Delta Air Lines’ first Airbus A220-100 has emerged from the paintshop ahead of its delivery in 2019.
Pictures released by Airbus and Delta show the aircraft formerly known as the CSeries being towed to the final assembly line in Mirabel, Quebec, Canada.
The aircraft will undergo ground tests before undertaking its first flight in the next few months.
Delta said it was scheduled to begin service with the regional jet in early 2019.
“There’s nothing like seeing years of planning come together in the shape of a freshly painted aircraft,” Delta fleet management team project manager Larry Cato said in a statement.
“It’s a major milestone for the future of our fleet.”
The first Delta A220-100 took nine days to paint and required 200 rolls of masking tape and 165 gallons (625 litres) of paint.
“It’s a tremendous feeling of accomplishment to know we just outfitted North America’s first A220 from tail to tip,” an Airbus supervisor in the Mirabel paint shop Julie Léveillé said.
“I’ve been working in the paint shop for 15 years. It can be a challenging job, but seeing the finished product makes it worth it.”
— Delta News Hub (@DeltaNewsHub) September 14, 2018
Delta ordered 75 A220-100s in 2016. Then, the program was owned by Bombardier and the aircraft referred to as the CS100. It also held options for a further 50 airframes, which could be either the A220-100 or larger A220-300.
It was the first firm order for the aircraft from a US carrier. Since then, US carrier JetBlue in July 2018 announced it had ordered 60 Airbus A220-300s, with deliveries starting in 2020.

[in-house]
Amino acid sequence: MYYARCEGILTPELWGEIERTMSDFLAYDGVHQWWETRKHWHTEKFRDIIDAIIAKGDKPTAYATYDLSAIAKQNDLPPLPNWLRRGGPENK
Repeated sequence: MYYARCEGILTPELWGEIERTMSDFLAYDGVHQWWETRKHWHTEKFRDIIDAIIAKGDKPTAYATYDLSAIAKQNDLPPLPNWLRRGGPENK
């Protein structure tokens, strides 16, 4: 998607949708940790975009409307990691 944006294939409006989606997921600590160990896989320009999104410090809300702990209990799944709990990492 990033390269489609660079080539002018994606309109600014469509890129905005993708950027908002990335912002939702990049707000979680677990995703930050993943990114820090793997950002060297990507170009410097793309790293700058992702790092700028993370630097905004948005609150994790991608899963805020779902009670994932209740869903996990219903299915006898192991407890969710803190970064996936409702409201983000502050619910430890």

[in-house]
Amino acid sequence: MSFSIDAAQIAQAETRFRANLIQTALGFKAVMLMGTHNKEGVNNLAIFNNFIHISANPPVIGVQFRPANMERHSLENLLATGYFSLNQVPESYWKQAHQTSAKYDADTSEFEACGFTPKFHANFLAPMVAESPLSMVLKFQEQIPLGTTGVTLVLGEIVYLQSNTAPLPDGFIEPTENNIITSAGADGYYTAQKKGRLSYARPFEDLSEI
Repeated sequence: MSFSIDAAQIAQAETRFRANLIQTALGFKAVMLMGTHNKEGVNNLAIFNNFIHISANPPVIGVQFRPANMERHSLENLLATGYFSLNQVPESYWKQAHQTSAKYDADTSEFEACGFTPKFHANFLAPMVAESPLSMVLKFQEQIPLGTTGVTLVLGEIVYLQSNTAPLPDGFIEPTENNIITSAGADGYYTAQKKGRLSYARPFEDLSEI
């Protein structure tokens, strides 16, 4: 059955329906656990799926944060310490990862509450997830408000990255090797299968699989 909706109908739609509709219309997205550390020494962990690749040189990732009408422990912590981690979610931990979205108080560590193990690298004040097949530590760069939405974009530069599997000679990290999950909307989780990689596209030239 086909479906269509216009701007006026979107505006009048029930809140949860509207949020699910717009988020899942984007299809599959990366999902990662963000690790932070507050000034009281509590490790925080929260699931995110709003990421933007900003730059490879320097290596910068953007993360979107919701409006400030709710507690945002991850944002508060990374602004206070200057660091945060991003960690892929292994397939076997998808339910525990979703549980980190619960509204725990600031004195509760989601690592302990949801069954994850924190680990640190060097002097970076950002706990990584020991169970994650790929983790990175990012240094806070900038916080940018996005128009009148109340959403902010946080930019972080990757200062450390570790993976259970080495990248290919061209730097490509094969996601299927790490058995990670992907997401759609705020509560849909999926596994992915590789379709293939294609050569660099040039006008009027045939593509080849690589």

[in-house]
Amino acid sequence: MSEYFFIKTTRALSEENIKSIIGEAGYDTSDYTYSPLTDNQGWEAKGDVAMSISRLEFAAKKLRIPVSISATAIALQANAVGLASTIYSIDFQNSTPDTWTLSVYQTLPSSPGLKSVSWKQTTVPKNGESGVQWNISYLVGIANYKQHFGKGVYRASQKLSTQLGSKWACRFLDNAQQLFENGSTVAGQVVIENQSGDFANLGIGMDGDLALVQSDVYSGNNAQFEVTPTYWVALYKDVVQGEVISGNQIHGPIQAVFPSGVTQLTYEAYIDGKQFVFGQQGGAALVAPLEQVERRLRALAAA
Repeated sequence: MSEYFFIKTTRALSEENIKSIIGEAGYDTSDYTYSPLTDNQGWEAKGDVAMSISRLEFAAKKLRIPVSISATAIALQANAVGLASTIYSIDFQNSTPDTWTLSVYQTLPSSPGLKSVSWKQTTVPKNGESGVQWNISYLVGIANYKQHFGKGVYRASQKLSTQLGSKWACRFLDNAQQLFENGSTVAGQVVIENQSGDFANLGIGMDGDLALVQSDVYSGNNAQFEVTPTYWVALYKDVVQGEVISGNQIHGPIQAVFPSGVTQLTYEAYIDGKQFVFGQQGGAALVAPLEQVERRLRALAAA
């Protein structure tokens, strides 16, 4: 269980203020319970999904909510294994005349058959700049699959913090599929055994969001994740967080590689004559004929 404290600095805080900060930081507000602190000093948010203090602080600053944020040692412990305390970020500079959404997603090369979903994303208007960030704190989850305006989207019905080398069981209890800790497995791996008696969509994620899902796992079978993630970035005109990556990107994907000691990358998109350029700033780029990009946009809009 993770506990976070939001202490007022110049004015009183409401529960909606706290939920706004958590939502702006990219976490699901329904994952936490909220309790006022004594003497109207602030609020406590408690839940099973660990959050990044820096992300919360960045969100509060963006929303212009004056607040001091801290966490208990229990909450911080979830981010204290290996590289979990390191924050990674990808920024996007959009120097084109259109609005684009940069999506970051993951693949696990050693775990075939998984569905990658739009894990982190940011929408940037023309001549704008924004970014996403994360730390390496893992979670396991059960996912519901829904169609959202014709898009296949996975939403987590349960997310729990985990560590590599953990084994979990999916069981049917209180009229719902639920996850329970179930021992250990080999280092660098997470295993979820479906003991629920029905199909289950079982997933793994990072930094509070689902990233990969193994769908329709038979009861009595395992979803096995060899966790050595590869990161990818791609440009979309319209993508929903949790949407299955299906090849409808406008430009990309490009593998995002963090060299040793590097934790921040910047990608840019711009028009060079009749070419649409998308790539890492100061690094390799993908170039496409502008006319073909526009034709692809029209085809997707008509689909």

In October 2017, Airbus struck an agreement with Bombardier to become a partner and 50.01 per cent majority shareholder in the CSeries program, with Bombardier and the Quebec governments investment arm, Investissement Québec, owning approximately 34 per cent and 16 per cent, respectively.
The deal was finalised on July 1 2018 and later in the month Airbus officially rebranded the CSeries as the A220 at an event held at its Toulouse headquarters featuring invited guests, executives from both companies and invited media.
The A220 family comprises two models, the A220-100 (100-135 seats) and A220-300 (130-160 seats), formerly Bombardier’s CS100 and CS300.
Powered by Pratt & Whitney’s PW1500G geared turbofan, the CSeries competes for the lower end of the narrowbody market alongside the Embraer E2 and Mitsubishi Regional Jet, and to a lesser degree designs from Sukhoi and COMAC.
The C Series Aircraft Limited Partnership’s (CSALP) head office, primary assembly line and related functions are based in Mirabel, Québec.
A second assembly line was also being established in the United States at Mobile, Alabama.
There have been 402 orders for the A220 family of aircraft, with 42 aircraft delivered to three customers – airBaltic, Korean Air and Swiss – as of August 31 2018, according to the Airbus website.
VIDEO: Some air-to-air footage of the A220-300 in flight from the Airbus YouTube channel.